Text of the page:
Utterly relatable, I think most people would find value in reading this. Just to have someone tell you (in my case literally as the author narrates the Audible version I listened to) that I need to go to bed earlier, turn away from the phone more, see the bigger picture of my place as a rather small cog in a very much larger machine - it's that kick you need sometimes to look at your life and appreciate just what you really have.

As with the previous book, the short chapters and flitting from subject to subject worked for me. There is a connecting theme and flow, but it also feels very human and stream-of-consciousness, with lists (as a listener, I could hear them, rather than see them on a page, and would have liked to see them written down to savour a little more).

Haig says what we all need to hear, and I imagine many will nod along, as I did. He makes an affable reader, his material highly relevant to his audience, and teens through to pensioners will find something enlightening and emboldening here to unite us all.

With thanks to Nudge Books for providing a sample Audible copy.

47 people found this helpful

  • Overall
    5 out of 5 stars
  • Performance
    5 out of 5 stars
  • Story
    5 out of 5 stars
Profile Image for Anonymous User
  • Anonymous User
  • 25-01-2019

Helpful

Matt Haig is a Wonderful writer who have had the bravery to potrtray anxiety and deppression, in a way that doesnt give you anxiety nor make you Sad. Its eye opening, it helps to calm you in days that are overfilled with things. It helps you see the Worth in small things. Important things.

I Just really loved this book

10 people found this helpful

  • Overall
    2 out of 5 stars
  • Performance
    3 out of 5 stars
  • Story
    2 out of 5 stars
Profile Image for Anonymous User
  • Anonymous User
  • 12-01-2019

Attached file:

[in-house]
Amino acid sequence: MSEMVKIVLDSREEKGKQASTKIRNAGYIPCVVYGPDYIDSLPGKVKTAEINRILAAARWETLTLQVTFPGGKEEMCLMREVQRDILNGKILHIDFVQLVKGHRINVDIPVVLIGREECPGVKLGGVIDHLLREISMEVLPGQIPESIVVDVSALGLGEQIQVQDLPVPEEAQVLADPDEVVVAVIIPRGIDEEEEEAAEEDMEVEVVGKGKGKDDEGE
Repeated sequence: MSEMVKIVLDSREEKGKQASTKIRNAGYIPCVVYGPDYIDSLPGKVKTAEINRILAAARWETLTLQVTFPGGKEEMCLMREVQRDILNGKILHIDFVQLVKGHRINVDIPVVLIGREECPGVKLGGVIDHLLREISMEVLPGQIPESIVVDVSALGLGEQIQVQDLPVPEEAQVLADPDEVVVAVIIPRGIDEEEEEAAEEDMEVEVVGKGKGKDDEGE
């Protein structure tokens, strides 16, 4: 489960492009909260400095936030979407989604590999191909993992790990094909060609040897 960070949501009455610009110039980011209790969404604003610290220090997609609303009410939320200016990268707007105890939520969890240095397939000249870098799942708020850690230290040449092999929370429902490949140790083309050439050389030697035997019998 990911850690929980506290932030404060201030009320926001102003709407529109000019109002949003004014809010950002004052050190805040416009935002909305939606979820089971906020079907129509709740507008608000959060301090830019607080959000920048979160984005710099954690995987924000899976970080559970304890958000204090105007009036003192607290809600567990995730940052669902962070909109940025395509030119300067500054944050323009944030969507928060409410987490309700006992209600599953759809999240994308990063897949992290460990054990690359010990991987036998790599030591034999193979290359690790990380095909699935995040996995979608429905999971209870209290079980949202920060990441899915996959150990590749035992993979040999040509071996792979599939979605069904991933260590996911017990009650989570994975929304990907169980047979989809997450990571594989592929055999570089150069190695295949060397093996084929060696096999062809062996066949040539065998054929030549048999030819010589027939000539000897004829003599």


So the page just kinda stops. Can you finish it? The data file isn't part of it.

Kind hearted but flimsy self-help

Like a book made of Facebook memes or instagram inspirational quotes. Well meaning, certainly, but lacks depth, analysis or criticality. Matt Haig is most definitely invested and cares very much about his subject - I took a lot from ‘reasons to stay alive’ - but this is all surface and all well trodden ground in the social media age.

8 people found this helpful

  • Overall
    3 out of 5 stars
  • Performance
    5 out of 5 stars
  • Story
    3 out of 5 stars
Profile Image for Anonymous User
  • Anonymous User
  • 29-08-2018

Some nice things we all know we need to hear

A good read. Not exactly a page turner. But a good, nice, and short book.

7 people found this helpful

  • Overall
    5 out of 5 stars
  • Performance
    5 out of 5 stars
  • Story
    5 out of 5 stars
Profile Image for supercooljeni
  • supercooljeni
  • 15-01-2019

Fantastic food for thought

I personally find Matt Haig's philosophy on life one that I can really get on board with. I have enjoyed listening to this book whilst working and it's a gentle reminder to just "be", to enjoy life and let go of the guilt and stress associated with modern life. 5*

14 people found this helpful

  • Overall
    2 out of 5 stars
  • Performance
    3 out of 5 stars
  • Story
    2 out of 5 stars
Profile Image for James
  • James
  • 11-02-2020

Like lists? Lists of things and more lists...

There is some great information in this book but it is, unfortunately, interspersed between annoying lists. At one point I skipped through a Fight Club style repitition of the same rule.
1. Do not compare yourself to other people.
2. Do not compare yourself to other people.
3. Do not compare yourself to other people.
4. Do not...

Oh dear. Seriously?
He could have stopped at 3 and made his point. after hearing "Six..." I just gave up and skipped along a bit until I could hear he'd finished.